• more readathon participation & reading challenges

But did I actually stick to those? Find out…

Comparing 2017 to 2018:

Instead of my crazy line graphs that I used last year, I simply tabulated my results:

 eARCsKindleKoboPhysicalAudioeLibrary
SUM:7686221539265543665231
201720182017201820172018201720182017201820172018
Jan4102193010645
Feb395244100658
Mar11120013204408
Apr8100131014541
May771020004682
Jun467162204730
Jul3511550157100
Aug685321015541
Sep340102013541
Oct680012004451
Nov1060210004630
Dec1111353006524

The Highlights:

The one thing that stands out the most to me is the fact that I read less of the books I already owned in 2018 vs 2017. I truly thought I read more than that. Even if I add in the 9 titles I DNF’d from my personal collection, I still fell really short of my 2017 numbers.

The decrease in library books initially shocked me but then I thought about what happened last year. At the start of 2018, I had three library cards from 3 cities. My “big city” library card (my post-post-secondary school location) expired in March. I did a mad binge-read of a lot titles that were available from there in February and March (which explains the increases there). I also lost my second library card (where I did my placement for school) in September. My hometown library is great, but it shares its eBook collection with the entire province so it can make getting the more popular titles tricky. Having that second card from a town with a smaller pool of eBook users helped a lot. I have since renewed that card (since I moved) for 2019 so I’m excited to utilize it once again.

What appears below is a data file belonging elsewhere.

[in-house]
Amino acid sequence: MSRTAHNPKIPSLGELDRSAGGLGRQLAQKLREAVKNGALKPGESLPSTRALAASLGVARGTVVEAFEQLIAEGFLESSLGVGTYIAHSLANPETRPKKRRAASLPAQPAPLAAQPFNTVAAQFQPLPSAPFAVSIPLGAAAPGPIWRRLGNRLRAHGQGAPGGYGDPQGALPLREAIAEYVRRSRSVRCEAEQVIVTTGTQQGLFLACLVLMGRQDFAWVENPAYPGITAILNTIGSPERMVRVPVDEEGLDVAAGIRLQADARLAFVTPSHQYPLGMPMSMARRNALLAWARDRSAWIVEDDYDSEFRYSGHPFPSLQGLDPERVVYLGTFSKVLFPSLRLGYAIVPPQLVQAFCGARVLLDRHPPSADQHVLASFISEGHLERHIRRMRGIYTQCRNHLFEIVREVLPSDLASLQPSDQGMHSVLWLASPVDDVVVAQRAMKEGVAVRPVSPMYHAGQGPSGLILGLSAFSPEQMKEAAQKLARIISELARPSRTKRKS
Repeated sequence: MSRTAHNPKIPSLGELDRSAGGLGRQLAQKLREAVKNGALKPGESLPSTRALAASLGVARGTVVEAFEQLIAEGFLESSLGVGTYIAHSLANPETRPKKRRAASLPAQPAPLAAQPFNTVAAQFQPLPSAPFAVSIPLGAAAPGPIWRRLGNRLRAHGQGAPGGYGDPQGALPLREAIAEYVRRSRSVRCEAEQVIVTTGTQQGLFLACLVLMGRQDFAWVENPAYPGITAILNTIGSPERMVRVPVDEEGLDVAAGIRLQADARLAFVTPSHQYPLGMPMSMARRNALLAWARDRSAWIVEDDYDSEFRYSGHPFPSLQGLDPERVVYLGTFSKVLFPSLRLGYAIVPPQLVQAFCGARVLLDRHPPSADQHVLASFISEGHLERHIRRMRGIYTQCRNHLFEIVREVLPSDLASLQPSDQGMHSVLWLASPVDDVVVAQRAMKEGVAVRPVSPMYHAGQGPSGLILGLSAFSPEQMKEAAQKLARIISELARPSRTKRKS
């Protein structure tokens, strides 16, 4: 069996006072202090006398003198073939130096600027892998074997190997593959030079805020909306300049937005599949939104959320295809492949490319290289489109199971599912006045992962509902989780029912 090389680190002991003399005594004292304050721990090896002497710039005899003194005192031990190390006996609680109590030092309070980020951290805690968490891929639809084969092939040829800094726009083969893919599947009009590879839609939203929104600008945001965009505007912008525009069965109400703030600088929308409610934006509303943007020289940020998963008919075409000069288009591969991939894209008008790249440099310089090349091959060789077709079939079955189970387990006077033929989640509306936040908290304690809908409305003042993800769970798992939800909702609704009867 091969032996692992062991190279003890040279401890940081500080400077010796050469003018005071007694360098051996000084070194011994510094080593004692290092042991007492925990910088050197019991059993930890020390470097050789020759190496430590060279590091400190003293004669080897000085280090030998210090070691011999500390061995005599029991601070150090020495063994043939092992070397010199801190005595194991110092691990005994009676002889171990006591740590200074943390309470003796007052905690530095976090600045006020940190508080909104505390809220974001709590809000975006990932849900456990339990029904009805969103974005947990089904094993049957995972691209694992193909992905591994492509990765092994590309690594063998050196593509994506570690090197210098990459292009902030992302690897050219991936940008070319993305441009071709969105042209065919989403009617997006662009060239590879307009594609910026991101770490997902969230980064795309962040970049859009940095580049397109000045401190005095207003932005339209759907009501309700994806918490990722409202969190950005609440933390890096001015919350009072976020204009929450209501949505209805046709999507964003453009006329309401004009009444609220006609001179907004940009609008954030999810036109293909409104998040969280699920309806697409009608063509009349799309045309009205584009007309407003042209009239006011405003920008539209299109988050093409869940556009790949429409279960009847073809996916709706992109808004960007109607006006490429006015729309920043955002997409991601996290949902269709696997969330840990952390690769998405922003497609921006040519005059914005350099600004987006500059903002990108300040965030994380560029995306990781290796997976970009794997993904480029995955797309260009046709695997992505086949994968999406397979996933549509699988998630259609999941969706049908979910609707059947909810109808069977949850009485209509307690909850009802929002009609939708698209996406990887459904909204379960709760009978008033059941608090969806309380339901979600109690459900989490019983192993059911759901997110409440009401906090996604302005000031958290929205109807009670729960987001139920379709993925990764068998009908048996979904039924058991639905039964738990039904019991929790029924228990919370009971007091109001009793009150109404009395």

Things that didn’t shock me? I’m not at all surprised by my Audiobook numbers. Even though I was part-time for most of 2018, I worked a lot of hours so I was constantly driving to work (which is when I did most of my audio listening) in 2018. Nor was I surprised about my ARC numbers. I definitely read a lot of ARCs in 2018; so much so that I was getting a little bit of burn-out from it all near the end of the year.

Moving Forward:

I had set my reading goals and challenges for 2019 wayyy before I ever tabulated this all up but I had a general idea of what those numbers would be when I created them. My goal for 2019 is to read more of the books I already own and I’ve made that the focus of my reading challenges for the year. And although I say it every year, I’m really sticking to my ARC limits for the month. Learning to say “no” to great opportunities is hard but I’m starting to feel a lot lighter when it comes to “reading pressures” like deadlines etc. I’m really enjoying just going with the flow when it comes to my reading.